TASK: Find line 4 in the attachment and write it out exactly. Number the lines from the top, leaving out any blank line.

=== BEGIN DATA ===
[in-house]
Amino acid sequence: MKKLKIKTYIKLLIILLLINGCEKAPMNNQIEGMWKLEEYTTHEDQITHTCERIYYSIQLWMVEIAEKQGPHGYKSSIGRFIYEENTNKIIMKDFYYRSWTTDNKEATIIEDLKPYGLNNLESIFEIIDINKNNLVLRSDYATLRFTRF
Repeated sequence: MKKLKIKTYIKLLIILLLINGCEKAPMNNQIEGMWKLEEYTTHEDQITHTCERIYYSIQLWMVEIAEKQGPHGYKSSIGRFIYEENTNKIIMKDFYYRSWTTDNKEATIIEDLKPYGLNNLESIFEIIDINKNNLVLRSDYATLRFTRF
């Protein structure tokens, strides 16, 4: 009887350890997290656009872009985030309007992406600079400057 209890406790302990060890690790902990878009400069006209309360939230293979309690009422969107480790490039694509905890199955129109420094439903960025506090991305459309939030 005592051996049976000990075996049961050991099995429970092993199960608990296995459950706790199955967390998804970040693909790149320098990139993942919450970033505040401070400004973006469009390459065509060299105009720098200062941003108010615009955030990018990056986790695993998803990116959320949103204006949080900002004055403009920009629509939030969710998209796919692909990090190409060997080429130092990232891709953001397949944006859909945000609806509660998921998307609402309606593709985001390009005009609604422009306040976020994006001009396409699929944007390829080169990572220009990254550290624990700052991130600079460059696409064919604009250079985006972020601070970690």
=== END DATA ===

């Protein structure tokens, strides 16, 4: 009887350890997290656009872009985030309007992406600079400057 209890406790302990060890690790902990878009400069006209309360939230293979309690009422969107480790490039694509905890199955129109420094439903960025506090991305459309939030 005592051996049976000990075996049961050991099995429970092993199960608990296995459950706790199955967390998804970040693909790149320098990139993942919450970033505040401070400004973006469009390459065509060299105009720098200062941003108010615009955030990018990056986790695993998803990116959320949103204006949080900002004055403009920009629509939030969710998209796919692909990090190409060997080429130092990232891709953001397949944006859909945000609806509660998921998307609402309606593709985001390009005009609604422009306040976020994006001009396409699929944007390829080169990572220009990254550290624990700052991130600079460059696409064919604009250079985006972020601070970690």